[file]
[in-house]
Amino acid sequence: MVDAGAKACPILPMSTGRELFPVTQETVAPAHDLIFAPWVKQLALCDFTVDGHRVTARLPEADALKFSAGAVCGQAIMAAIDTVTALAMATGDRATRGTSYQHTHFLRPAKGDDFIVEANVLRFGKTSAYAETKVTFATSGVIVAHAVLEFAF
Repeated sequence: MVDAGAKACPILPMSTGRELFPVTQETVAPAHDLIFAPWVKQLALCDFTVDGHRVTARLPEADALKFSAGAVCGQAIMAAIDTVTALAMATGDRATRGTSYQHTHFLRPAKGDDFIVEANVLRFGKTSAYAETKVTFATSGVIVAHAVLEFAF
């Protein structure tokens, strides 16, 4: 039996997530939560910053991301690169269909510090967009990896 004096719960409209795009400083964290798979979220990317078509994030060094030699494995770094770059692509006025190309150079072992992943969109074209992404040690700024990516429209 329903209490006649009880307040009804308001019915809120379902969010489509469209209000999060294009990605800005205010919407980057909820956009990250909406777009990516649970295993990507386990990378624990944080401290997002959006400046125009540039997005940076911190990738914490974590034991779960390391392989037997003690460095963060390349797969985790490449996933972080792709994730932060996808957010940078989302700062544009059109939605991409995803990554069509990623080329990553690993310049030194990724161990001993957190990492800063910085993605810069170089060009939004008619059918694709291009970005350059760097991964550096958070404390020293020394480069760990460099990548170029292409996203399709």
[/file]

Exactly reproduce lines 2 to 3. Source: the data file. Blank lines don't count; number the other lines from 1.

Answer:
Amino acid sequence: MVDAGAKACPILPMSTGRELFPVTQETVAPAHDLIFAPWVKQLALCDFTVDGHRVTARLPEADALKFSAGAVCGQAIMAAIDTVTALAMATGDRATRGTSYQHTHFLRPAKGDDFIVEANVLRFGKTSAYAETKVTFATSGVIVAHAVLEFAF
Repeated sequence: MVDAGAKACPILPMSTGRELFPVTQETVAPAHDLIFAPWVKQLALCDFTVDGHRVTARLPEADALKFSAGAVCGQAIMAAIDTVTALAMATGDRATRGTSYQHTHFLRPAKGDDFIVEANVLRFGKTSAYAETKVTFATSGVIVAHAVLEFAF